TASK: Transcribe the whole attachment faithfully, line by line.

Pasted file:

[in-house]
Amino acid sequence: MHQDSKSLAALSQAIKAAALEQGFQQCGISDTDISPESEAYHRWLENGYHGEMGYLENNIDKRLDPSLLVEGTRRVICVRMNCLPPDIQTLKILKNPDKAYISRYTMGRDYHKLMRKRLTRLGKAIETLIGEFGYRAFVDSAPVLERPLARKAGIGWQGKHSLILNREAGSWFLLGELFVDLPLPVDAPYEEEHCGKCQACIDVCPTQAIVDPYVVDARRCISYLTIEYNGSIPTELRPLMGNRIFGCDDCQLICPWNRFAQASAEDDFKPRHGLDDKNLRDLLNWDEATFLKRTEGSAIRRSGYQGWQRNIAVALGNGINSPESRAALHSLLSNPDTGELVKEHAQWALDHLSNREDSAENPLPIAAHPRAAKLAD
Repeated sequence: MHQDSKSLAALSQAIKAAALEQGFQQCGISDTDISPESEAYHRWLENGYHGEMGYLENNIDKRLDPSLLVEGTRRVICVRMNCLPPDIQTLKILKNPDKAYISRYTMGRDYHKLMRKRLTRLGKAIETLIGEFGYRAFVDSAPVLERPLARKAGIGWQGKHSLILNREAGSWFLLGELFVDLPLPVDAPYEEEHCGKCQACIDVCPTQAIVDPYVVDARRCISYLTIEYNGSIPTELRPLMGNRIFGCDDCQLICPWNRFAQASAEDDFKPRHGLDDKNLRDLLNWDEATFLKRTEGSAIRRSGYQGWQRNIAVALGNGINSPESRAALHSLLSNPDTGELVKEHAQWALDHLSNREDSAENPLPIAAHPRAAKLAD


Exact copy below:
[in-house]
Amino acid sequence: MHQDSKSLAALSQAIKAAALEQGFQQCGISDTDISPESEAYHRWLENGYHGEMGYLENNIDKRLDPSLLVEGTRRVICVRMNCLPPDIQTLKILKNPDKAYISRYTMGRDYHKLMRKRLTRLGKAIETLIGEFGYRAFVDSAPVLERPLARKAGIGWQGKHSLILNREAGSWFLLGELFVDLPLPVDAPYEEEHCGKCQACIDVCPTQAIVDPYVVDARRCISYLTIEYNGSIPTELRPLMGNRIFGCDDCQLICPWNRFAQASAEDDFKPRHGLDDKNLRDLLNWDEATFLKRTEGSAIRRSGYQGWQRNIAVALGNGINSPESRAALHSLLSNPDTGELVKEHAQWALDHLSNREDSAENPLPIAAHPRAAKLAD
Repeated sequence: MHQDSKSLAALSQAIKAAALEQGFQQCGISDTDISPESEAYHRWLENGYHGEMGYLENNIDKRLDPSLLVEGTRRVICVRMNCLPPDIQTLKILKNPDKAYISRYTMGRDYHKLMRKRLTRLGKAIETLIGEFGYRAFVDSAPVLERPLARKAGIGWQGKHSLILNREAGSWFLLGELFVDLPLPVDAPYEEEHCGKCQACIDVCPTQAIVDPYVVDARRCISYLTIEYNGSIPTELRPLMGNRIFGCDDCQLICPWNRFAQASAEDDFKPRHGLDDKNLRDLLNWDEATFLKRTEGSAIRRSGYQGWQRNIAVALGNGINSPESRAALHSLLSNPDTGELVKEHAQWALDHLSNREDSAENPLPIAAHPRAAKLAD